Why Release Open Data?

One of the first questions public officials often ask when learning about open data is "Why should my agency or department release open data?" There are a number of reasons, both practical and philosophical, why releasing open data can benefit your department and the people it serves.

Releasing data that has been collected and/or maintained through the operation of government enhances transparency, and can help citizens become better informed about the operation of their government and more engaged with their elected representatives.

Releasing open data has many practical benefits for government departments. Open data releases can be an effective way of responding to requests for data through FOIA and similar requirements. One open data release may address multiple requests for information than can be repetitive and costly to respond to if addressed on an individual basis.

Publishing open data can also help reduce unwanted web traffic on government websites, which is often the result of “data scraping” by parties seeking to obtain data in bulk from their government. This puts unnecessary stress on government technology infrastructure and unneeded burden on government IT staff.

By releasing open data, governments may help to stimulate new and innovative ideas from the technology community. There is great potential for open data to act as the fuel for new solutions and even new businesses that can address common problems or challenges facing governments and those they serve.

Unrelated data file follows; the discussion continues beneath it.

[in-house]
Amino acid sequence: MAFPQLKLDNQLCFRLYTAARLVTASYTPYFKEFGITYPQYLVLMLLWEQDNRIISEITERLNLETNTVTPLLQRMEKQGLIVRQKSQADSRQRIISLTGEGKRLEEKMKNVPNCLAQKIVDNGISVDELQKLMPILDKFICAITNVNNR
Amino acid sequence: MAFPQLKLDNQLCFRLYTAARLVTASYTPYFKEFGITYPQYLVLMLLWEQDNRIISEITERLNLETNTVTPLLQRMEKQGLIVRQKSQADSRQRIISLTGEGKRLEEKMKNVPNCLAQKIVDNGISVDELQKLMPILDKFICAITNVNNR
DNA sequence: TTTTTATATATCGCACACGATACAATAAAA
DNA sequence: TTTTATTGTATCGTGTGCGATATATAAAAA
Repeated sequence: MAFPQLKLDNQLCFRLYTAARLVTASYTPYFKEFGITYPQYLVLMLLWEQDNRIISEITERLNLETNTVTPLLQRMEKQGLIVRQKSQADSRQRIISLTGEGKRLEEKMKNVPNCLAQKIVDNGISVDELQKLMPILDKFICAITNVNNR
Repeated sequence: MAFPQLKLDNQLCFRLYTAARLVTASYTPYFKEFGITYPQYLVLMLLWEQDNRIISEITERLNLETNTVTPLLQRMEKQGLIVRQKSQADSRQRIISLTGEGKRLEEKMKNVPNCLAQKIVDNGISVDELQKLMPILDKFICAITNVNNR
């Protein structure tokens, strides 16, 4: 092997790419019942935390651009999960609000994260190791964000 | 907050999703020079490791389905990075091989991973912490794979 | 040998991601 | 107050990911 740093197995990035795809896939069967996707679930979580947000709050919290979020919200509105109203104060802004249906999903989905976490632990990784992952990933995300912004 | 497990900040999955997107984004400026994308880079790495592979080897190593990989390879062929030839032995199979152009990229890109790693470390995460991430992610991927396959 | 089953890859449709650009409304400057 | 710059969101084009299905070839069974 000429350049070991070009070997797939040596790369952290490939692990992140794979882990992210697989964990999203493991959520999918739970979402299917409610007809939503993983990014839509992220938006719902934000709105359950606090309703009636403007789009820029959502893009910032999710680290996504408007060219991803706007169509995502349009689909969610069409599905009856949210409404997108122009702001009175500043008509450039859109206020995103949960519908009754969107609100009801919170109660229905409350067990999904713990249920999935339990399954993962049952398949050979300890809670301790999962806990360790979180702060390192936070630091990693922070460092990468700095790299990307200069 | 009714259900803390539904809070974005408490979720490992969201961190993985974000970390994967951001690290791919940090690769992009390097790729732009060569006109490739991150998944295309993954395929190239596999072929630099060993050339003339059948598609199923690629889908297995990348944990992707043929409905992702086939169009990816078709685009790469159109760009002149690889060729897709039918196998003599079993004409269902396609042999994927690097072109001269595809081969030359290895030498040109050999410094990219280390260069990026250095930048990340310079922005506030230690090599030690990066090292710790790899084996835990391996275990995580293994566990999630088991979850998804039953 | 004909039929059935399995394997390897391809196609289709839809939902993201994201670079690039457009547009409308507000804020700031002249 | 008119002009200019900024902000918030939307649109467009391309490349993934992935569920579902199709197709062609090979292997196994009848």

Research conducted by the Harvard Business School suggests that governments that make more data available on the operation of government may actually work to enhance citizen perceptions of government service. Specifically, a study conducted in late 2013 found that "increasing the operational transparency of government services - showing citizens the work in which government is engaging on their behalf - engenders positive attitudes toward government and greater support for maintaining or expanding the scale of government programs."

Finally, releasing open data has the potential to generate a host of operational efficiencies for government. Bureaucratic barriers often prevent the free flow of information inside government, so it is often the case that what should be easy isn’t.

For example - Is it possible to condition the denial of a permit from government agency on whether a person has an outstanding tax liability, an outstanding parking ticket, a violation against a property they own, or an outstanding utility bill? Doing so requires querying data sets that fall under the purview of an array of different departments and agencies across the government footprint. It also requires the development of systems that integrate all this data and allow it to be used as part of a well defined process.

Open data programs can help make this kind of integration possible. Open data make data discoverable – it obviates the need for special relationships or political clout to obtain data. Anyone and everyone can see what data is available for use, so few resources are spent hunting around for data and connecting with data owners.